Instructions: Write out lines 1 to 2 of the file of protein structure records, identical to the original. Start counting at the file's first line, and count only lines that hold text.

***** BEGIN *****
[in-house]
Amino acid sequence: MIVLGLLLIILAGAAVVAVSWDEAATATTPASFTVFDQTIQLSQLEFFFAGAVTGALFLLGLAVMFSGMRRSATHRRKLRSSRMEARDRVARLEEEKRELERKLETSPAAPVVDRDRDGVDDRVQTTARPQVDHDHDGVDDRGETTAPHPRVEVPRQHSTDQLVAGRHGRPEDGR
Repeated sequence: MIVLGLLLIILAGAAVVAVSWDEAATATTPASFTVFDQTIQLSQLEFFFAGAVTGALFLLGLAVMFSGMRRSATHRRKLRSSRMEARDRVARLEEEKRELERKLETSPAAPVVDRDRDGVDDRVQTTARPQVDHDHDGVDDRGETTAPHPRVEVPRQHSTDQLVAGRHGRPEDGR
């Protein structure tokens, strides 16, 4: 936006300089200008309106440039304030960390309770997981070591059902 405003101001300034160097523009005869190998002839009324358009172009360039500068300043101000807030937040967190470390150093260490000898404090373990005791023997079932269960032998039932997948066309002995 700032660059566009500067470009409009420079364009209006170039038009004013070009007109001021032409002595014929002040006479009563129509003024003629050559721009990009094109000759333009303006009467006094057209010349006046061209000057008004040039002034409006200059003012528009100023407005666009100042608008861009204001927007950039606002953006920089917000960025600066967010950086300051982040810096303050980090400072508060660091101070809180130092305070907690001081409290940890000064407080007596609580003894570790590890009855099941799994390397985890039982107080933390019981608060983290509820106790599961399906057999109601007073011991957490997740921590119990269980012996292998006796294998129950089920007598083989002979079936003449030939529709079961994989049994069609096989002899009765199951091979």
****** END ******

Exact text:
[in-house]
Amino acid sequence: MIVLGLLLIILAGAAVVAVSWDEAATATTPASFTVFDQTIQLSQLEFFFAGAVTGALFLLGLAVMFSGMRRSATHRRKLRSSRMEARDRVARLEEEKRELERKLETSPAAPVVDRDRDGVDDRVQTTARPQVDHDHDGVDDRGETTAPHPRVEVPRQHSTDQLVAGRHGRPEDGR